It hasn't been a good few months for me.

No. No it has not.

Nearly all of the stuff going on is stuff that I won't write about here, though, even if I had time.

I don't even know why I am bothering with this aside from the fact that I had 13 minutes of uninterrupted time between all the other things.

Blows air kisses at all the people who used to read my words and all the writers I used to share these interwebs with not so long ago even though it seems like forever now.

I miss you.

Maybe someday we'll recapture that magic.

Or we will just have a secret convention.

Either way.

xo

Wednesday, August 14, 2019

Before You Go To School This Year, 2019

Exhale.

I know, I know. Technically, three of you are AT school right now as I am finally sitting down to write this, but two of you haven't officially started yet, so it's fine. Everything is fine. This is fine.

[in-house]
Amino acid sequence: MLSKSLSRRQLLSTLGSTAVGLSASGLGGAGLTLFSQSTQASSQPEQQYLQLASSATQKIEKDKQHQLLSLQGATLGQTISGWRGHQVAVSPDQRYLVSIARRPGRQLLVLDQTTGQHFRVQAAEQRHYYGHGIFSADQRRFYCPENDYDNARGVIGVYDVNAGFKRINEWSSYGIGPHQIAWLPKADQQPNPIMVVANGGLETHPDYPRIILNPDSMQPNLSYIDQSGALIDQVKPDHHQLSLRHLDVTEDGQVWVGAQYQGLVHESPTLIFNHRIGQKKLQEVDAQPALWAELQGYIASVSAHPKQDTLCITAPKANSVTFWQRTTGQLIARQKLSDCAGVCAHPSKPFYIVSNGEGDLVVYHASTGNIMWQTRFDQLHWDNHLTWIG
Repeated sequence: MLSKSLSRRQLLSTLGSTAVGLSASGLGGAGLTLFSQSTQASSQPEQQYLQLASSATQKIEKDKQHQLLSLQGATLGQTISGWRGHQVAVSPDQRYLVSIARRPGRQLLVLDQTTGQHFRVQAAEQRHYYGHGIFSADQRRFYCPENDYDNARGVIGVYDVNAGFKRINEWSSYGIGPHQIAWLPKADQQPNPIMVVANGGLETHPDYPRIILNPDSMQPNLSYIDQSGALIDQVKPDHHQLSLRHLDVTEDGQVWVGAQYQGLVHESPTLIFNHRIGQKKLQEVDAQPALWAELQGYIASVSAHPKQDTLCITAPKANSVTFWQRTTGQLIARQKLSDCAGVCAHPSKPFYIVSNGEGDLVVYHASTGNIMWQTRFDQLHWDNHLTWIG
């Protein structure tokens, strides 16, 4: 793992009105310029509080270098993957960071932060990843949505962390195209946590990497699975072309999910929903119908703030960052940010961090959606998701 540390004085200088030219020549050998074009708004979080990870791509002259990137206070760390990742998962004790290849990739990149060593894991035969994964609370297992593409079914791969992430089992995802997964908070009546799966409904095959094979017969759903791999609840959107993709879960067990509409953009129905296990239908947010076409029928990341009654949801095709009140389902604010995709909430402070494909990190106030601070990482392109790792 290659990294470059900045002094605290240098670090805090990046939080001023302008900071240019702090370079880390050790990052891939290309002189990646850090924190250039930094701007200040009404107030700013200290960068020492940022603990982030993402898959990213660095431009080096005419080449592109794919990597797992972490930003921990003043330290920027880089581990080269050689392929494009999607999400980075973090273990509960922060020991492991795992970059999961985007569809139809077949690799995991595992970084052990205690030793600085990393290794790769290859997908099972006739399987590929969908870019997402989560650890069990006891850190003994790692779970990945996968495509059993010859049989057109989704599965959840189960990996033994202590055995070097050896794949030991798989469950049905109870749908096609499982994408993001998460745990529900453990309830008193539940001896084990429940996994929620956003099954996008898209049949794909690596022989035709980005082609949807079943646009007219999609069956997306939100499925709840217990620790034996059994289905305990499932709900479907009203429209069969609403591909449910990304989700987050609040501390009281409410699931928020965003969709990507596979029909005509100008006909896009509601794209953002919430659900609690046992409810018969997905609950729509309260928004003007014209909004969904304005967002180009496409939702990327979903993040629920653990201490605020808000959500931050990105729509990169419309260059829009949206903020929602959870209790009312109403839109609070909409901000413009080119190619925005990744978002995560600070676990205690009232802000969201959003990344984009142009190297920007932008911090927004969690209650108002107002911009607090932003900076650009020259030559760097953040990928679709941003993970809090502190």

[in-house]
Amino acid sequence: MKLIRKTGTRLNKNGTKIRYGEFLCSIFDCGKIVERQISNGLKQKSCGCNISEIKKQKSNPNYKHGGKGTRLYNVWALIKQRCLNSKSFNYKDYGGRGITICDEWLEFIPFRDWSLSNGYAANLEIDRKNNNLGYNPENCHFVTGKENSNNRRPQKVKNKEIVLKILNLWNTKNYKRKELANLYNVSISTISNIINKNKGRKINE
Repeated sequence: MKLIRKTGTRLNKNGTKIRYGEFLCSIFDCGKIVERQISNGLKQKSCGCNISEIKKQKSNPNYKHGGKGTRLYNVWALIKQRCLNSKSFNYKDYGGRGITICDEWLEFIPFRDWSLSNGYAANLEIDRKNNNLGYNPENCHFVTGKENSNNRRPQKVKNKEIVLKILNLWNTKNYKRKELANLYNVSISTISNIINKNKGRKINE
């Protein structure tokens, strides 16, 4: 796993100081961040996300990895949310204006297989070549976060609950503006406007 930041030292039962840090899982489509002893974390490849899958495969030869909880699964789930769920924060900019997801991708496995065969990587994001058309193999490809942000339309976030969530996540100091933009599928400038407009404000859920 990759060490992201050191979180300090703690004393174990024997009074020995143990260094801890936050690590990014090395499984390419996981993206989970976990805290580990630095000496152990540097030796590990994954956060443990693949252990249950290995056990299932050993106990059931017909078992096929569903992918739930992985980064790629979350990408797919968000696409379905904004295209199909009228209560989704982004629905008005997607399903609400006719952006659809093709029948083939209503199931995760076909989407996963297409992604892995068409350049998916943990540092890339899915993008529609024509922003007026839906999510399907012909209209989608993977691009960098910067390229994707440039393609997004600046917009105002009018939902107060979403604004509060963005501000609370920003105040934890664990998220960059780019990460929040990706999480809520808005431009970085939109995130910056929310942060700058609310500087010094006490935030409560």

Insert dog fire meme here. Seriously.

This week. Ooof. It is a rough one for us as parents. One kid leaving for college. Baby starting Kindergarten. Kid starting high school. Kid finishing elementary school. Kid getting driver's license any second.

It's a lot. And I know that it is hard for you all too, for all your own different reasons. Some of you are more worried about class loads and needing to advocate for yourselves, some of you are unsure of what the future holds, some of you just know that you are really, really, really going to miss one another.

And it's so big and there are so many feelings that I can hardly stand it at times.

So much that I almost just didn't do this. I almost "forgot" to write this letter, but I knew that eventually one or more of you would be asking where it was, so here I sit.


GOD, just looking at that picture from last fall has me tearing up...because this year, only four of you will be in it.

To the Oldest: You are leaving for college in two days. Less than two days at this point. One day and 19 hours. Not that I'm counting.